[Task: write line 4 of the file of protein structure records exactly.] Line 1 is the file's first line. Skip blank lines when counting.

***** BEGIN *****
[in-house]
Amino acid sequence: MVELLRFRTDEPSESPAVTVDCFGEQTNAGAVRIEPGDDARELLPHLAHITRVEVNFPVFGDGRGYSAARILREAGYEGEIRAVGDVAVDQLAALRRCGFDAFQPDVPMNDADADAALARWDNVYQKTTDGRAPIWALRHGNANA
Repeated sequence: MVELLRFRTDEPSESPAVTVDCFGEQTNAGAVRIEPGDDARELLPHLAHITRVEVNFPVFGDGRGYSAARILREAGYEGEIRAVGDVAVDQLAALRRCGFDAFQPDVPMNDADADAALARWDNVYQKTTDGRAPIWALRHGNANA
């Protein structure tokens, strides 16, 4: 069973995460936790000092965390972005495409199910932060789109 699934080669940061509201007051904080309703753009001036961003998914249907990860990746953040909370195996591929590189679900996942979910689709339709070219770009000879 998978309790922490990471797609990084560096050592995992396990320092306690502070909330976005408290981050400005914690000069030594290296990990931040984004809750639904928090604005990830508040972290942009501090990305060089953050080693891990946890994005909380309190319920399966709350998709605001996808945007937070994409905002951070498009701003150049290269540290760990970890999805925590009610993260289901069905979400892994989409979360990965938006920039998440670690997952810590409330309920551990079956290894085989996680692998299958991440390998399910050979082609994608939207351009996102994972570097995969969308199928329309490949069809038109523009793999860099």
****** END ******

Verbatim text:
């Protein structure tokens, strides 16, 4: 069973995460936790000092965390972005495409199910932060789109 699934080669940061509201007051904080309703753009001036961003998914249907990860990746953040909370195996591929590189679900996942979910689709339709070219770009000879 998978309790922490990471797609990084560096050592995992396990320092306690502070909330976005408290981050400005914690000069030594290296990990931040984004809750639904928090604005990830508040972290942009501090990305060089953050080693891990946890994005909380309190319920399966709350998709605001996808945007937070994409905002951070498009701003150049290269540290760990970890999805925590009610993260289901069905979400892994989409979360990965938006920039998440670690997952810590409330309920551990079956290894085989996680692998299958991440390998399910050979082609994608939207351009996102994972570097995969969308199928329309490949069809038109523009793999860099």